House to Vote on Resolution to Reject Goldstone Report Findings and Recommendations

Justice Richard Goldstone headed the U.N. fact-finding mission on the Gaza conflict.

Justice Richard Goldstone headed the U.N. fact-finding mission on the Gaza conflict.

The U.S. House of Representatives will vote on Tuesday on a resolution calling on President Barack Obama and Secretary of State Hillary Clinton “to oppose unequivocally any endorsement or further consideration of the ‘Report of the United Nations Fact Finding Mission on the Gaza Conflict’ in multilateral fora.”

Headed by Justice Richard Goldstone, a former judge of the Constitutional Court of South Africa and Prosecutor of the International Criminal Tribunals for the former Yugoslavia and Rwanda, the U.N. report found that evidence indicates both Israel and Hamas committed war crimes during Israel’s 22-day assault on the Gaza Strip, dubbed “Operation Cast Lead”, which began on December 27, 2008.

The report recommended that allegations of war crimes by both parties be investigated.

The current text of the proposed Congressional resolution, H. Res. 867, contains numerous factual inaccuracies, beginning with the assertion that the U.N. inquiry had “pre-judged” its findings and was “one-sidedly” mandated to “investigate all violations of international human rights law and International Humanitarian Law by . . . Israel, against the Palestinian people . . . particularly in the occupied Gaza Strip, due to the current aggression”.

The actual mandate adopted on April 3 was “to investigate all violations of international human rights law and international humanitarian law that might have been committed at any time in the context of the military operations that were conducted in Gaza during the period from 27 December 2008 and 18 January 2009, whether before, during or after.”

The quoted text is not from the April 3 mandate, but from U.N. General Assembly resolution S-9/1 on January 12, 2009, which resulted in the later appointment of the mission by the U.N. Human Rights Council (UNHRC).

Also, omitted in the draft resolution’s reproduction of the text are the words “occupying Power” before “Israel”. Under international law, the occupying power is in fact obligated to investigate allegations of war crimes and violations of human rights.

The draft U.S. resolution states that the Goldstone report “makes no mention of the relentless rocket and mortar attacks, which numbered in the thousands and spanned a period of eight years, by Hamas and other violent militant groups in Gaza against civilian targets in Israel, that necessitated Israel’s defensive measures”.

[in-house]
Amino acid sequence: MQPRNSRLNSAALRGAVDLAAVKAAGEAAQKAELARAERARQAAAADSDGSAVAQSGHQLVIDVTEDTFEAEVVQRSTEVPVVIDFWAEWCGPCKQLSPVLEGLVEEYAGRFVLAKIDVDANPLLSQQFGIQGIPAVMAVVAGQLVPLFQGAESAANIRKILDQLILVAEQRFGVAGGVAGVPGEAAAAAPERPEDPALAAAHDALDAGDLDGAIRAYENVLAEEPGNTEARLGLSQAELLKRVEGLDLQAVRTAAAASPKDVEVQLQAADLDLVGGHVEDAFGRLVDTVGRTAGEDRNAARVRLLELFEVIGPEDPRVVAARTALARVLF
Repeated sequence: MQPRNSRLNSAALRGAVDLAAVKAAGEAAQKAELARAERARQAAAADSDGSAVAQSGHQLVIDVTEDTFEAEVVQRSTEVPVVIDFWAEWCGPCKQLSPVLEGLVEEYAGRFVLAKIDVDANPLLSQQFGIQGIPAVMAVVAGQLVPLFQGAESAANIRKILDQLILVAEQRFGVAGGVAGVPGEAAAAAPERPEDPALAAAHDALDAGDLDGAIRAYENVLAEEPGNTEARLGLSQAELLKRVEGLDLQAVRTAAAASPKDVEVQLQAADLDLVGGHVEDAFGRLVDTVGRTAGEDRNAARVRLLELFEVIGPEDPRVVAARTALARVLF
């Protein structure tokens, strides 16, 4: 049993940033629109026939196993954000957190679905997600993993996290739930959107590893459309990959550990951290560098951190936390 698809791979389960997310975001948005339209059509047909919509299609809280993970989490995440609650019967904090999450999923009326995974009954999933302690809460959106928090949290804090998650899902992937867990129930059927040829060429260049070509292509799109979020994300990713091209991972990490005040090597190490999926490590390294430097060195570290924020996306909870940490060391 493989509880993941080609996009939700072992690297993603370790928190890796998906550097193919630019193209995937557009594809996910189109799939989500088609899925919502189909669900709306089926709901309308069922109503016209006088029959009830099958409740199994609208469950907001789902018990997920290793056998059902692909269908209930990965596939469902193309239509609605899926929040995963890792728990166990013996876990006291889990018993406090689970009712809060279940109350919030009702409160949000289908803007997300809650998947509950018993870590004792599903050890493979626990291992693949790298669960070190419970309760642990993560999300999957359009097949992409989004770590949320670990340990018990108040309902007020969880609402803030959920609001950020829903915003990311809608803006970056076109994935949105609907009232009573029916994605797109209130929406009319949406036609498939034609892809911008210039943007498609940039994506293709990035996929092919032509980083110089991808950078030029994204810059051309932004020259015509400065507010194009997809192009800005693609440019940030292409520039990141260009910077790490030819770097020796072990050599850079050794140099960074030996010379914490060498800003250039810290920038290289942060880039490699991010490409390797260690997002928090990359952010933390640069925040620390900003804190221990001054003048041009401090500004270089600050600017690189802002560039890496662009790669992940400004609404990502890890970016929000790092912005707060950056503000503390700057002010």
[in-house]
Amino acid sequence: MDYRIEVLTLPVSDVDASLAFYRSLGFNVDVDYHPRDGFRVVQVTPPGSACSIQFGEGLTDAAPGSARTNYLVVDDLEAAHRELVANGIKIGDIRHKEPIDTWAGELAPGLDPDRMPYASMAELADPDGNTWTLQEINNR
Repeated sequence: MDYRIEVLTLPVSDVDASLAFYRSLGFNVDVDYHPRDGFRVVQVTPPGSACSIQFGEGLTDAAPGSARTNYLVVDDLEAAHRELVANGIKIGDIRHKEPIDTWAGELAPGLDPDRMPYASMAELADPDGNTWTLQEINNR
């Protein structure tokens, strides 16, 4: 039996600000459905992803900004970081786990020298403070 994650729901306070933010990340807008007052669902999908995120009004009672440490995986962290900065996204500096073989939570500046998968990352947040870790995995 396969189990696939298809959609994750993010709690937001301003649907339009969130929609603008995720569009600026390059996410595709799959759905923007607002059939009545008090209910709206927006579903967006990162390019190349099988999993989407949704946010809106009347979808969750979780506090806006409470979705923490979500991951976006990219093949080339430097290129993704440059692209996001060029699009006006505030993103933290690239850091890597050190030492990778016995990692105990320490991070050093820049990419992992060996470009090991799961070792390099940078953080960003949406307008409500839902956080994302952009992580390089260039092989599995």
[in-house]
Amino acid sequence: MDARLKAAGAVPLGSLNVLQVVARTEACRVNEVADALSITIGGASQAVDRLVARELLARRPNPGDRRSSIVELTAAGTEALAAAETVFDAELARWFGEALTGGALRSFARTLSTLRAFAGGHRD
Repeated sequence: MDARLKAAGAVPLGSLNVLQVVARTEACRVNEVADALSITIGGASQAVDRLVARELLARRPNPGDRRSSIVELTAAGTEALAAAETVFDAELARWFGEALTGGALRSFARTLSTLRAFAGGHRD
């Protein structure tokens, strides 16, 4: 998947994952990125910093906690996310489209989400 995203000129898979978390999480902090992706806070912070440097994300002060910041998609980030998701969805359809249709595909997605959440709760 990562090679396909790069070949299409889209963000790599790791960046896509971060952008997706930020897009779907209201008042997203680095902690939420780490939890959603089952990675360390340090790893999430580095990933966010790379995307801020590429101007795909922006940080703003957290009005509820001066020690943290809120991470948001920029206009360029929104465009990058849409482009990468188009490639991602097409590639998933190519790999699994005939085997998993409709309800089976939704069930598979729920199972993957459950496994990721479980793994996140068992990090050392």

But this criticism itself ignores the fact that even if Israel’s military operations were justifiable as  “defensive measures”, Israel would still be legally obligated to conduct its operations in accordance with international law, and to conduct investigations into alleged war crimes conducted by its own forces.

The draft resolution also makes no mention of the relentless siege of Gaza by Israel, or the fact that Hamas had been strictly observing a cease-fire agreed to in June, only firing rockets after Israel had first violated that truce with repeated attacks against Gazans, a continuation of the crippling siege, and an airstrike and invasion of Gaza by Israeli forces on November 4 that ultimately resulted in the complete breakdown of the truce.

It also makes no mention of the fact that the Goldstone report contains a section dedicated to examining the impact of rocket and mortar attacks by Palestinian militants on southern Israel, or that mission’s efforts to do so were impeded by Israel’s refusal to cooperate.

The draft resolution states that the U.N. mission “included a member who, before joining the mission, had already declared Israel guilty of committing atrocities in Operation Cast Lead by signing a public letter on January 11, 2009, published in the Sunday Times, that called Israel’s actions ‘war crimes’”.

That letter to the Sunday Times also stated, “We condemn the firing of rockets by Hamas into Israel and suicide bombings which are also contrary to international humanitarian law and are war crimes.”

But criticism of the Goldstone report on the similar basis that one of its members had beforehand declared Hamas guilty of war crimes is lacking in the draft resolution.

It calls the Goldstone report’s findings “that the Israeli military had deliberately attacked civilians during Operation Cast Lead” “unsubstantiated”. In fact, the 575 page report provides extensive documentation for its findings.